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The application of organic fertilizers induced an increase in soil organic matter contents (data not shown) and significant differences on CO2 losses between organic treatments and Control and NPK treatments. Methane emissions were unaffected by the use of organic fertilizers. When the Global Warming Potential of the cumulative losses was calculated, no differences between treatments were observed.
4. Conclusion Our results show that the greenhouse gas emissions from soil were not affected by the application of organic amendments, considering an end-point evaluation. Thus, the application of composted organic wasted to agricultural soils can be a useful tool to reduce both the waste problem and N requirements for agriculture.
Acknowledgements This work was supported by the Spanish Commission of Science and Technology (MCyT project number AGL2009C02-02). The current study involved the collaborative work between the “Navarre’s Station of Viticulture and Oenology” (EVENA, Spanish acronym) and Public University of Navarre (UPNA, Spanish acronym). M.E. CallejaCervantes held a grant from the Public University of Navarre References Bouwman, A.F. 1990. Exchange of greenhouse gases between terrestrial ecosystems and the atmosphere. In: Bouwman, A.F., (Ed.), Soils and the Green House Effect, Wiley, Chischester, pp. 61-127.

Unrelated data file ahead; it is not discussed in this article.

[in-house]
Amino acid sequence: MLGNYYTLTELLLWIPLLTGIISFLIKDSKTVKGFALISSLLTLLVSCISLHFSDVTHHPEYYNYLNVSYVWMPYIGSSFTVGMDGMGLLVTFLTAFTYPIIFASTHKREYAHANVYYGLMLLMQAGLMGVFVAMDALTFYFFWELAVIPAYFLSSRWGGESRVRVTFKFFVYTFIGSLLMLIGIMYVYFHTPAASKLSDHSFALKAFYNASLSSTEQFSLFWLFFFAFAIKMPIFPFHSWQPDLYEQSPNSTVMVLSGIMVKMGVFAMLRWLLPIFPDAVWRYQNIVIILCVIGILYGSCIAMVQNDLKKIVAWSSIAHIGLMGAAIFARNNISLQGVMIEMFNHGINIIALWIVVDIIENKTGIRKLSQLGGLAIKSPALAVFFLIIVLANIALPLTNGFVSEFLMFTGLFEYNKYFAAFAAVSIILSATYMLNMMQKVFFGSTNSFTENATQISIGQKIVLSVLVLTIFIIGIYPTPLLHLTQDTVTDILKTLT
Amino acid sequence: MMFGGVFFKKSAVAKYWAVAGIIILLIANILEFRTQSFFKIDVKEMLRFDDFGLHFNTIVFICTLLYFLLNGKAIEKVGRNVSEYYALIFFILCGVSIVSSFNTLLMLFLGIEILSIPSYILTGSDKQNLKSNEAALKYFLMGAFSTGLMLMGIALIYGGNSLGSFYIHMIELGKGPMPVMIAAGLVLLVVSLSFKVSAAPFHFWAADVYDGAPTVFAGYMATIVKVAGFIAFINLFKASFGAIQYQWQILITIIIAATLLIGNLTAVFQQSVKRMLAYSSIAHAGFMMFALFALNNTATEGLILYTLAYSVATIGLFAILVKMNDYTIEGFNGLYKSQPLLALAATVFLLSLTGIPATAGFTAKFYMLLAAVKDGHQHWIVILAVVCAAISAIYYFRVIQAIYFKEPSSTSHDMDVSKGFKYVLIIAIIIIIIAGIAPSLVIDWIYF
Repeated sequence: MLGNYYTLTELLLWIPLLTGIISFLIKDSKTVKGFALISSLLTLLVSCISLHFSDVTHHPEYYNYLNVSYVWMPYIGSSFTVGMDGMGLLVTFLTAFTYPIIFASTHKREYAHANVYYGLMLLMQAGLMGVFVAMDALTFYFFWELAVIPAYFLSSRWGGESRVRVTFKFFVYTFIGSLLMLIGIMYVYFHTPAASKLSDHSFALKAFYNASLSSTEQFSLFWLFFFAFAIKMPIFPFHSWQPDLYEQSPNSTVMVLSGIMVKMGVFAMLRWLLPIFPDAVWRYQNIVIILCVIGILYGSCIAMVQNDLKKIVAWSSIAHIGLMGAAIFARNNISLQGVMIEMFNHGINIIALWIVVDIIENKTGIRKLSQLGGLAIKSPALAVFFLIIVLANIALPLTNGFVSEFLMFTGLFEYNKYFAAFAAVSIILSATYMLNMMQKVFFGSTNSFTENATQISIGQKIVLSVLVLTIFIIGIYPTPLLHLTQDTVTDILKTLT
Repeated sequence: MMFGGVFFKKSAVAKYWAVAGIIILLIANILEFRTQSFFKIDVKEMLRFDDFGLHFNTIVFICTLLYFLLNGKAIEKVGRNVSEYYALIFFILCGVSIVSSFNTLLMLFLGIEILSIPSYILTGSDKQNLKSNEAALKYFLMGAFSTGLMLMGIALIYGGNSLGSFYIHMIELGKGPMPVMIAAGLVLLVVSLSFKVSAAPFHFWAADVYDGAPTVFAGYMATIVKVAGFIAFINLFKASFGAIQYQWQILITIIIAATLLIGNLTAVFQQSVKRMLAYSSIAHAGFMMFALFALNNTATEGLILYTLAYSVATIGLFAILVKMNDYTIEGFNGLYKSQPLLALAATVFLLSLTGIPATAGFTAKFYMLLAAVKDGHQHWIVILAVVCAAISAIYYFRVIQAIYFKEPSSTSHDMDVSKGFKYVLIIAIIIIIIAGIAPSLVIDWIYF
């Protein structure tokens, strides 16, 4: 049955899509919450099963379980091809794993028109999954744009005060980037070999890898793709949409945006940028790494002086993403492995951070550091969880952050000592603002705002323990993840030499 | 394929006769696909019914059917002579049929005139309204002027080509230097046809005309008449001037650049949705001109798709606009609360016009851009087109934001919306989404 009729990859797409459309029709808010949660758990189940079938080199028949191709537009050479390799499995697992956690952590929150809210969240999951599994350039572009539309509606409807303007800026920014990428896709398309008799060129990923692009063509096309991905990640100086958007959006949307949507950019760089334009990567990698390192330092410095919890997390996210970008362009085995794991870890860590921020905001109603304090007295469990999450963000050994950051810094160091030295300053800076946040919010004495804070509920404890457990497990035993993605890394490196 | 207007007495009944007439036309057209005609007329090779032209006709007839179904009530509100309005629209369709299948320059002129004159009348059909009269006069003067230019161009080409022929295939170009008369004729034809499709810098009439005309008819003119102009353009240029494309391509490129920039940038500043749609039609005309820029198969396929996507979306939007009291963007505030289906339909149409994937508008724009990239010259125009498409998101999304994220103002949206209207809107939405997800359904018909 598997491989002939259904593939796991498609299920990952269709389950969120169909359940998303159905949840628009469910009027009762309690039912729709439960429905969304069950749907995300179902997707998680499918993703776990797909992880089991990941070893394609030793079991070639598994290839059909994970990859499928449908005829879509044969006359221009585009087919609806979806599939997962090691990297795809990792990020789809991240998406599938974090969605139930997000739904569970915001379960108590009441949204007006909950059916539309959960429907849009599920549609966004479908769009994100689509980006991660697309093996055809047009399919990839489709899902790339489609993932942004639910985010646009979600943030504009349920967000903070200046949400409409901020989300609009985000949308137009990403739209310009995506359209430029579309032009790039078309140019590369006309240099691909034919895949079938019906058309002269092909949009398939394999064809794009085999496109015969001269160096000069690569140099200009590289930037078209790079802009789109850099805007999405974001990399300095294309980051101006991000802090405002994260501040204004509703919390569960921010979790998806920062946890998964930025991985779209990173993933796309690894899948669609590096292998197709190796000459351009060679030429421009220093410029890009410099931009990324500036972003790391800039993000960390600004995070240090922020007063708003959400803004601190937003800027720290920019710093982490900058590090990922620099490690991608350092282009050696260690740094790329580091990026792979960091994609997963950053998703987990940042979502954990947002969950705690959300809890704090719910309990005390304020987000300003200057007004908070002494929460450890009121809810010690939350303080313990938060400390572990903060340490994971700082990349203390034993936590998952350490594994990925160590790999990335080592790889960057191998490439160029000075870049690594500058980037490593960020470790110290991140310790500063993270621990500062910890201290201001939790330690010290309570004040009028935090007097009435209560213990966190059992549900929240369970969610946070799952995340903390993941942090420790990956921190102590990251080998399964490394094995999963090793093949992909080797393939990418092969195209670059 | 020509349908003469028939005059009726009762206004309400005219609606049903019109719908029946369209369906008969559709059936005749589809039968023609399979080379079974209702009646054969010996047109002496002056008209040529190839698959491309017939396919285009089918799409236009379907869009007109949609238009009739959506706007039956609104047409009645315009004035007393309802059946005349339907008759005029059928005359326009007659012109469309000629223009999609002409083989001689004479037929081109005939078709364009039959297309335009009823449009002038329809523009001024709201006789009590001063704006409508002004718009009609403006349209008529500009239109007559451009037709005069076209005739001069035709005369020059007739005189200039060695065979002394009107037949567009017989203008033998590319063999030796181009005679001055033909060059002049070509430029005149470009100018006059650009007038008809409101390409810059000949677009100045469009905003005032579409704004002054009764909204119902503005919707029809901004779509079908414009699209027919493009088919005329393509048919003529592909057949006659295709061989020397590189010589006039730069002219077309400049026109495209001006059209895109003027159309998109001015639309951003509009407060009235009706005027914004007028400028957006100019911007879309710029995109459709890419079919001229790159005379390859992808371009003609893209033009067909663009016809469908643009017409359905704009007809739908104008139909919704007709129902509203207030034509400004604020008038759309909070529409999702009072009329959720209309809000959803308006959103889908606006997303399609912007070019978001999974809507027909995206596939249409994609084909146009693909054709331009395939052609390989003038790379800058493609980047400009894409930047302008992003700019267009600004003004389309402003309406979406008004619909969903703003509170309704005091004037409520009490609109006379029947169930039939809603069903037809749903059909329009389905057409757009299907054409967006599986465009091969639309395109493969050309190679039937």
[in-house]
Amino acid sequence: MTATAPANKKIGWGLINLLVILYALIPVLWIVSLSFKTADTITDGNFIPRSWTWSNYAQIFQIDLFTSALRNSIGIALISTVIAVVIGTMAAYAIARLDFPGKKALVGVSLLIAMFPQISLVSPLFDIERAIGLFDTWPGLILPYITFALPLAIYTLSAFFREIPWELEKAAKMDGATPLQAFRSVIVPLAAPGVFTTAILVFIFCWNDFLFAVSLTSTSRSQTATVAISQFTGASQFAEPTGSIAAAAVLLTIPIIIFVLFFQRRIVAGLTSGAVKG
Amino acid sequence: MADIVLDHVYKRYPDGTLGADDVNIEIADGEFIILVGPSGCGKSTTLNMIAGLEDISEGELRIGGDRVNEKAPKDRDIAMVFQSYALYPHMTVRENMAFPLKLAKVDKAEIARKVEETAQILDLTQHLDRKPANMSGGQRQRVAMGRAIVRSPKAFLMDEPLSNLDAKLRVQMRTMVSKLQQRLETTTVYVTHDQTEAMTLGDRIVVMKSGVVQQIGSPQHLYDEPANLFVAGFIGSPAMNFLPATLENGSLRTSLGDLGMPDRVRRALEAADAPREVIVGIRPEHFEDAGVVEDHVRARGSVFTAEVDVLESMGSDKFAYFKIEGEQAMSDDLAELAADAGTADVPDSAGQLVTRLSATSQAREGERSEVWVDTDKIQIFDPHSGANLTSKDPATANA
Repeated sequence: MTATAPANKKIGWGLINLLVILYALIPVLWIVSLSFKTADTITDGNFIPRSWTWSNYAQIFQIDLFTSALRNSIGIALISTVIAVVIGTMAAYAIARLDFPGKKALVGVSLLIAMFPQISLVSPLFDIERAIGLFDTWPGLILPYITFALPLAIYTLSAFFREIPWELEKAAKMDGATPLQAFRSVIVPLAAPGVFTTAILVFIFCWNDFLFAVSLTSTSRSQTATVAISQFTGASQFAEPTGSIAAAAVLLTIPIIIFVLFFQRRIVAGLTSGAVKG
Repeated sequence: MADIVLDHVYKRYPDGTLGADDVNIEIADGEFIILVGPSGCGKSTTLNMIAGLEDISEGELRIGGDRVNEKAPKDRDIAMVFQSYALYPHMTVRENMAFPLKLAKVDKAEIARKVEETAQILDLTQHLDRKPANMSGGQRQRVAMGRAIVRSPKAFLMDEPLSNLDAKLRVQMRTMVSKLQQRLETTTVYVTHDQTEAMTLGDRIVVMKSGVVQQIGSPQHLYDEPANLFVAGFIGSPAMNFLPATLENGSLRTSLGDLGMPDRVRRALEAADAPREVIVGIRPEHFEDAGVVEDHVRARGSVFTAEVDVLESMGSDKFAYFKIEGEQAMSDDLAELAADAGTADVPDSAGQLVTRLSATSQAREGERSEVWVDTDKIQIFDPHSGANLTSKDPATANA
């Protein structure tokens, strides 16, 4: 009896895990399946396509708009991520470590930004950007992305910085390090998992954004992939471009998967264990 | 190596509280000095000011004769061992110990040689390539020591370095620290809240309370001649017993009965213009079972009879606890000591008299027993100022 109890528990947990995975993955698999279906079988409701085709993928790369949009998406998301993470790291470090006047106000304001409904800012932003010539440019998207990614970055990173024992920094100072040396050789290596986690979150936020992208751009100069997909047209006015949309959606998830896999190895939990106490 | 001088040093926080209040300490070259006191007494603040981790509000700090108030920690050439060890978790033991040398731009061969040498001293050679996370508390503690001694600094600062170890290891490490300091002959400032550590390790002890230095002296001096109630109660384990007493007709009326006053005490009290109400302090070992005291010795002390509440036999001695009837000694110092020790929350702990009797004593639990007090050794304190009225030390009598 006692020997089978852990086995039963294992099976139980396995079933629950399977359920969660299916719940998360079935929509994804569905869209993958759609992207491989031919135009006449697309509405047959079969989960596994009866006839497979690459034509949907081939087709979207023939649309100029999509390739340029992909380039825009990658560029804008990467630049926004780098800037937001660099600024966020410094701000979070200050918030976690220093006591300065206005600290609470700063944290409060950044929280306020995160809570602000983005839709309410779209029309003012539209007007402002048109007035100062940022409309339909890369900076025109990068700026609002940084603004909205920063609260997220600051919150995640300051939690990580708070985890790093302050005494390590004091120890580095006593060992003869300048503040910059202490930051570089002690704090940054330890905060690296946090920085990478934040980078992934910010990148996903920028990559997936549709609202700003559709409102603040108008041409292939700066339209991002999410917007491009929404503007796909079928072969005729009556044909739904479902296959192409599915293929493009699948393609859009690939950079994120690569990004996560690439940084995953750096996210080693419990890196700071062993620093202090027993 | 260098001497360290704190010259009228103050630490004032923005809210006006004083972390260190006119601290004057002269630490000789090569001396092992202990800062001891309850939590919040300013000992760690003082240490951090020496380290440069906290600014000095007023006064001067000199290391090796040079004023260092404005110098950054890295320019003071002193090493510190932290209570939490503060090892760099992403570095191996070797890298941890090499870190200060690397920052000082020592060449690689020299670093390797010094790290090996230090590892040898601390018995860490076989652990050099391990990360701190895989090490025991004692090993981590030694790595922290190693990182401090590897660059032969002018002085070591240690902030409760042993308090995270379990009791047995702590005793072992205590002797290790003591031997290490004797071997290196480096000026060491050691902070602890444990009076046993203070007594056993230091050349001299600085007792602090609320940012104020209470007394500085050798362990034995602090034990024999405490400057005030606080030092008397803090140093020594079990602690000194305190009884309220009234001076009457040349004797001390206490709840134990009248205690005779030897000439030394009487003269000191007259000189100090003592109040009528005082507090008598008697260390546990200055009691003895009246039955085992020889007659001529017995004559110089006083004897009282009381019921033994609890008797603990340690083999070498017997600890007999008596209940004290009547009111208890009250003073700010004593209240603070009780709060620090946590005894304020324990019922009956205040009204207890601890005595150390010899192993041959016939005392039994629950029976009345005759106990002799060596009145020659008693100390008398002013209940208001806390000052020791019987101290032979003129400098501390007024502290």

IPCC, 1995. Climate change Scientific and Technical Analysis of Impacts, Adaptions and Mitigation. Contribution of Working Group II to the Second Assessment Report of the Intergovernmental Panel on Climate Change, Cambridge University Press, London.
Freibauer, A., Rounsevell, M.D.A., Smith, P. and Verhagen, J. 2004. Carbon sequestration in the agricultural soils of Europe. Geoderma 122, 1-23.
Menéndez, S., López-Bellido, R.J., Benítez-Vega, J., González-Murua, C., López-Bellido, L. and Estavillo, J.M. 2008.
Long-term effect of tillage, crop rotation and N fertilization to wheat on gaseous emissions under rainfed Mediterranean conditions. European Journal of Agronomy 28, 559-569.
Nitrogen Workshop 2012
Coupling long term database with SWAT and STICS models for testing models and simulating nitrogen management scenarios Deneufbourg, M.a, Pugeaux, N.b, Huguet, J.b, Billy, C.b, Duval, J.b, Vandenberghe, C.a, Marcoen, J.M.a, Beaudoin, N.b a Univ. Liège-Gembloux Agro-Bio Tech. Soil Science Unit. Passage des Déportés, 2. B-5030 Gembloux, Belgique b INRA Unité Agro-Impact. Pôle du Griffon, 02000 Barenton-Bugny, France
1. Background & Objectives:
Pollution of surface and ground water by nitrates released from agriculture at European scale (EU, 2010) combined with the global scarcity of raw materials makes better use of nitrogen (N) essential. The impact of changes in agricultural practices on receiving water bodies is difficult to evaluate in the long term because of the lag time of the aquifers and soils.
Modeling nitrate leaching allows a prediction of nitrates concentration below the rooting zone and at the outlet of the watershed in the long term. The European funded project “Sustainable Use of Nitrogen” (SUN) aims to contribute to a sustainable management of N in agriculture in order to reduce the leaks towards water and air.
One objective of this project is to quantify the impact of different tactical or strategic N management scenarios in crop and fodder systems on nitrate leaching by modeling over 50 years the soil-crop-air system with the STICS and SWAT models applied to two watersheds.